Most of the time you’ll be taking on several enemies at once, and you have some advantages to tip the scales in your favour. Modules allow you to pull off quick and powerful abilities like dashing forward or temporarily becoming invisible. These are really worthwhile and seeking out powerful ones is a smart move. You also have an ultimate ability that is tied to the class of ship you’re using, and these tend to wipe out enemy squads in seconds. Well worth holding onto for emergencies. Some elite enemies have access to these too, so it pays to be ready for anything.

Everspace 2
For a game set in space, there are a lot of sections involving you flying through interior areas.

The combat is fun, but I didn’t want to actively seek it out, even though there’s a levelling system. I tended to find it a little slow-paced at times, especially when playing in my preferred cockpit view. When you play in third person there’s a much greater sense of speed and dynamism to the combat, so I ended up using that camera, in spite of me not particularly liking it. Pitched battles when you’re holding off squadrons of enemies whilst trying to destroy a space station were always a treat though. Any chance to do that, I took!

Something that adds a lot of variety to the combat is the number of different ships available. You’ll be stuck with your starting ship for the first few hours, which do feel like they drag on honestly, but once the game opens up a bit, you can buy new ones from traders. You can end up with a fleet of ships to hop in and out of when you head to home base, or you can sell them to get a new model. They feel quite different too, with powerful, armoured Vindicators being quite sluggish when compared to the hard-to-hit but fragile Stingers. I liked how they all had different wings and cockpits that you could find to customise the look of them. I was less a fan of having to find colours for ships before you can use them for customisation. Apparently, Adam doesn’t know what purple is until he finds a crate with it in.

The visuals here are even more impressive than they were in the original, especially on PC. Sunlight glints off metallic hulls in a natural feeling way, and flying through a gas swamped asteroid field feels suitably tense. I was a fan of the ships having different cockpits when you tried out a new one, but again the cockpit view is probably the most awkward way to play the game due to it massively obscuring your vision. Environments benefit most of all thanks to the visuals. Even a drab array of space rocks has a burst of colour somewhere thanks to a nearby star or planet.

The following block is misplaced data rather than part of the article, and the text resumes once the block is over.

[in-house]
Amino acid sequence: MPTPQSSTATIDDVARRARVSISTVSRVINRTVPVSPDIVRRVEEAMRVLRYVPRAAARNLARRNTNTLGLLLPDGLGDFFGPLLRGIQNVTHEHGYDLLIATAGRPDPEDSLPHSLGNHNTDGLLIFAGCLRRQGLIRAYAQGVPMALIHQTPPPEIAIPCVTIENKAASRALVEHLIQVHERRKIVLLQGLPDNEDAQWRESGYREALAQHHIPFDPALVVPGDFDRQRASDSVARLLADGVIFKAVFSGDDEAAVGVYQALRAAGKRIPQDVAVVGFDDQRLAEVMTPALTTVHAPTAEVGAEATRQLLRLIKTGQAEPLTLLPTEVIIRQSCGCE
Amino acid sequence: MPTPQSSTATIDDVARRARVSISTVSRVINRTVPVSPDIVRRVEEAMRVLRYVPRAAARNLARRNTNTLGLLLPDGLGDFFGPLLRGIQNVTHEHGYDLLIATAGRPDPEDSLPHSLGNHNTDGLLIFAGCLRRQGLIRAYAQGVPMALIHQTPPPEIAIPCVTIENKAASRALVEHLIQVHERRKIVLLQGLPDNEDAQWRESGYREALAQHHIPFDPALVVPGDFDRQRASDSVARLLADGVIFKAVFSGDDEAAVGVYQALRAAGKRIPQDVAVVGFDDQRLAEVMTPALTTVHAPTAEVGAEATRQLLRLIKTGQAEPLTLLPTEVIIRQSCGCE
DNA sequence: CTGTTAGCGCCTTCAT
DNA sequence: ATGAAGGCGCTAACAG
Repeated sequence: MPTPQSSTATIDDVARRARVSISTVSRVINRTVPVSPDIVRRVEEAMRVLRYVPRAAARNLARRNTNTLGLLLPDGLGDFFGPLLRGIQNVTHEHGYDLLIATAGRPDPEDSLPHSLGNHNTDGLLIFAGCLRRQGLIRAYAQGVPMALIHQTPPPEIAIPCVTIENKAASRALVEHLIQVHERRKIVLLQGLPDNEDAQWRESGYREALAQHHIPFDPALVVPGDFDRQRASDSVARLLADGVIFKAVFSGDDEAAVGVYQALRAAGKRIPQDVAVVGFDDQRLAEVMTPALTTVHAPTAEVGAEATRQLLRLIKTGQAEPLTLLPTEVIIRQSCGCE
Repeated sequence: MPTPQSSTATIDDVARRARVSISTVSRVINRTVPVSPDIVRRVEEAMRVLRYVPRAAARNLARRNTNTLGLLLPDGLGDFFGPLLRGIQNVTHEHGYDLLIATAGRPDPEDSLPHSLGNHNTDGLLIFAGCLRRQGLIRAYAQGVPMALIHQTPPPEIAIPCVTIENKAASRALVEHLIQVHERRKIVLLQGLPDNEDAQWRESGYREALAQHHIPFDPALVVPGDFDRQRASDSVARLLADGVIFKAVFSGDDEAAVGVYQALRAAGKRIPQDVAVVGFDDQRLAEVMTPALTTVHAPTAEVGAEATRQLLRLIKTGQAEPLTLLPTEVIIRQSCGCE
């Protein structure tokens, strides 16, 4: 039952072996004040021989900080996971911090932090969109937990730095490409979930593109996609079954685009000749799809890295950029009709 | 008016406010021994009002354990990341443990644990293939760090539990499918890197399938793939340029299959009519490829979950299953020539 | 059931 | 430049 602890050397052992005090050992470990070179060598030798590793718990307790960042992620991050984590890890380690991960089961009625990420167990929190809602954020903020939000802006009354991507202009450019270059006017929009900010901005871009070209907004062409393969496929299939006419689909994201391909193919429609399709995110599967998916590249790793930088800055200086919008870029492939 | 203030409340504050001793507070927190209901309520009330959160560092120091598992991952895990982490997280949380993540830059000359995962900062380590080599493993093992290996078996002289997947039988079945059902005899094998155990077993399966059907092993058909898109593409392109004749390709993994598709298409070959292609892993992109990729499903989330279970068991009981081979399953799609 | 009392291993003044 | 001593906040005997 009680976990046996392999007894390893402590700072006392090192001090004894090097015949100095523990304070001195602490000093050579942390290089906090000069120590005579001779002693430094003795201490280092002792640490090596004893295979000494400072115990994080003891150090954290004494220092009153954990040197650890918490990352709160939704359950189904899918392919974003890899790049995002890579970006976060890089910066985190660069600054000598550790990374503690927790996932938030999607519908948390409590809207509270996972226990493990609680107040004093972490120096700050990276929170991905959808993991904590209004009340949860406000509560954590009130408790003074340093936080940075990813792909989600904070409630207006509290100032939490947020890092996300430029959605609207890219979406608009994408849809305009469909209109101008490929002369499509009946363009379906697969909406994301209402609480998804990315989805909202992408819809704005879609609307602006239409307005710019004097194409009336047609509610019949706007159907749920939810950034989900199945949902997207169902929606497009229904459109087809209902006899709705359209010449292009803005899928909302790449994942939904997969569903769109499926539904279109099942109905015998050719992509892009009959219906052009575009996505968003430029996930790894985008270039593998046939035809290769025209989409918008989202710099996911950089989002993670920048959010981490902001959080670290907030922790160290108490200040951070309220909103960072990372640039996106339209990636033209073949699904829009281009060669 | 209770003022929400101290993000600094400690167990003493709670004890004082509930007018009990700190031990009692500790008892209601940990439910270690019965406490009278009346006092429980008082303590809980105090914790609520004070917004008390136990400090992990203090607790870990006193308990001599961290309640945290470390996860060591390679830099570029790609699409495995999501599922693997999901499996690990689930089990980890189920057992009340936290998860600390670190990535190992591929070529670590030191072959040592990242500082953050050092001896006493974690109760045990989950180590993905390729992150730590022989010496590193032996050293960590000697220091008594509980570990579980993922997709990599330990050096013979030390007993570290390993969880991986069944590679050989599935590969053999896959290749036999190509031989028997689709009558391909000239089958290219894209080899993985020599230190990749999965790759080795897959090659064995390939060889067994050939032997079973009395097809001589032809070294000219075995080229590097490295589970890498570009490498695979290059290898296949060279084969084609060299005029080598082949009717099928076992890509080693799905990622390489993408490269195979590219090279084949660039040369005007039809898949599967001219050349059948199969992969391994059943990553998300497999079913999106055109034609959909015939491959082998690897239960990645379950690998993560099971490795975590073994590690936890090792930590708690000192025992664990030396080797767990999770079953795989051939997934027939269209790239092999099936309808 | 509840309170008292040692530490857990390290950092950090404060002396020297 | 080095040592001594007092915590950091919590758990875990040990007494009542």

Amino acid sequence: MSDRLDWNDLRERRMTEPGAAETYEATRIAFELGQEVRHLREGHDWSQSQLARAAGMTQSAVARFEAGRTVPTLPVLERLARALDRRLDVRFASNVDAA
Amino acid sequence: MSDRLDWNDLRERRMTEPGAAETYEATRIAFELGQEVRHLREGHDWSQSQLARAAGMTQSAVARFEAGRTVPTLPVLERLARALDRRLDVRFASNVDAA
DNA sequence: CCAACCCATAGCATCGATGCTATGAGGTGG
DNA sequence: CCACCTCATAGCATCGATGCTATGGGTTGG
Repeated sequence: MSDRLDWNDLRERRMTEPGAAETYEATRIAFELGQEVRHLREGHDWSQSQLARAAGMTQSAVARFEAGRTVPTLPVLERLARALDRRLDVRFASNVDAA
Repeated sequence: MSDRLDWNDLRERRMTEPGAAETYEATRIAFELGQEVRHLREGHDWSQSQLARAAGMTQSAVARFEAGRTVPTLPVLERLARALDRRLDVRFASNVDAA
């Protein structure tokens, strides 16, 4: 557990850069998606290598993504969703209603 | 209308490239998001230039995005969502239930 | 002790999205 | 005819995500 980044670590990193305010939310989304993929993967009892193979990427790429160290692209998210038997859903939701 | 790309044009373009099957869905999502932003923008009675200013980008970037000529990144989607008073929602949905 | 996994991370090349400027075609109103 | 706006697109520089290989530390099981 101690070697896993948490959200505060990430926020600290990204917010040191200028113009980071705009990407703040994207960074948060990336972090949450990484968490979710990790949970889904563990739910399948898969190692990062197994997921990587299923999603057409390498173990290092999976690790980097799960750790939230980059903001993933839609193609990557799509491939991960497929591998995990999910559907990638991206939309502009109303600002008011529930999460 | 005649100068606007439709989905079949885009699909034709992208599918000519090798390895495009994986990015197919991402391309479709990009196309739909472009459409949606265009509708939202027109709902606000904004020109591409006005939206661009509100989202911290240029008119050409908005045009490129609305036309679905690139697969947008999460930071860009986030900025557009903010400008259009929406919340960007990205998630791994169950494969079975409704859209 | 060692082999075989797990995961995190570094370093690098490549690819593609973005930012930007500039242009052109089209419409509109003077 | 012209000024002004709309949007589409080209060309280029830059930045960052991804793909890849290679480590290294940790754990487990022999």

Taking on bases was a highlight, as you hold off fighters whilst trying to destroy key structures and power cores.

The sounds are equally good. The music is suitably spacey thanks to a synth approach to the soundtrack that reminds me of 80s sci-fi movies, especially when combined with the visuals of flying through friendly populated space stations. Weapons and explosions have great pop to them, and the voice acting is mostly excellent. 

One downside that I have is one that I also had with the original game, and that’s that I just can’t seem to find a control layout that I liked. Perhaps I’m just missing the days of flight sticks, but trying to play this on a controller just never felt right, regardless of how much faffing around I did with the button configuration. Either the movement was on the wrong side, or the thrust and reverse felt in the wrong spot. I’m sure with enough time I could get one that I’d cope with though. I fully recognise that this is a me problem. 

Another is that the story does drag a bit early on. For the first few hours I just didn’t really care about what I was doing. I felt like there was little freedom and that I was stuck with the same ship and weapons for too long. Once I got past this early stage there was a lot more to love, but it might put a less patient player off to start with.

Everspace 2
The visuals are very pretty, and the console version even has the option to switch off the likes of motion blur and lens flare, which I always appreciate.

Everspace 2 has a really solid sci-fi adventure for those starved of space sims these days. There’s a fun, albeit cliched, story and an array of interesting side quests to undertake and characters to meet. It helps that the space combat is enjoyable enough, although not really being exceptional. There’s a crafting system, legendary weapons to discover, and mysteries to find. I don’t think this will suddenly turn someone onto the genre, but it will certainly entertain those who are already fans of it.

Everspace 2 is available now on PC, Xbox, and Playstation.